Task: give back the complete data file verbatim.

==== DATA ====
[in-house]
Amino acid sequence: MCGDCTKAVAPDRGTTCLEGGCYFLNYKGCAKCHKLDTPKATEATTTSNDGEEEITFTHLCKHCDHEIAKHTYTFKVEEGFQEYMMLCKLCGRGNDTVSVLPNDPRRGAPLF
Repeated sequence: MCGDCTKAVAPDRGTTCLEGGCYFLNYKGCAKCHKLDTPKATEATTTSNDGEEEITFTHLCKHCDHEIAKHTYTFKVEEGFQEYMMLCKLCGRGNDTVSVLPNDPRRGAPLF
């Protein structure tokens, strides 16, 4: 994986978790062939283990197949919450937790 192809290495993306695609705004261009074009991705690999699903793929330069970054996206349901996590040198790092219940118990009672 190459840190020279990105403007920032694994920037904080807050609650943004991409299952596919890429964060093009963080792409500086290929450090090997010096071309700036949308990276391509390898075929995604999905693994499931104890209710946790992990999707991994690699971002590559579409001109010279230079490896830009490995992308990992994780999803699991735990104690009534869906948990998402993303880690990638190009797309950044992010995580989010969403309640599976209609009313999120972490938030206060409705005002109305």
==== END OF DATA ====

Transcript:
[in-house]
Amino acid sequence: MCGDCTKAVAPDRGTTCLEGGCYFLNYKGCAKCHKLDTPKATEATTTSNDGEEEITFTHLCKHCDHEIAKHTYTFKVEEGFQEYMMLCKLCGRGNDTVSVLPNDPRRGAPLF
Repeated sequence: MCGDCTKAVAPDRGTTCLEGGCYFLNYKGCAKCHKLDTPKATEATTTSNDGEEEITFTHLCKHCDHEIAKHTYTFKVEEGFQEYMMLCKLCGRGNDTVSVLPNDPRRGAPLF
């Protein structure tokens, strides 16, 4: 994986978790062939283990197949919450937790 192809290495993306695609705004261009074009991705690999699903793929330069970054996206349901996590040198790092219940118990009672 190459840190020279990105403007920032694994920037904080807050609650943004991409299952596919890429964060093009963080792409500086290929450090090997010096071309700036949308990276391509390898075929995604999905693994499931104890209710946790992990999707991994690699971002590559579409001109010279230079490896830009490995992308990992994780999803699991735990104690009534869906948990998402993303880690990638190009797309950044992010995580989010969403309640599976209609009313999120972490938030206060409705005002109305």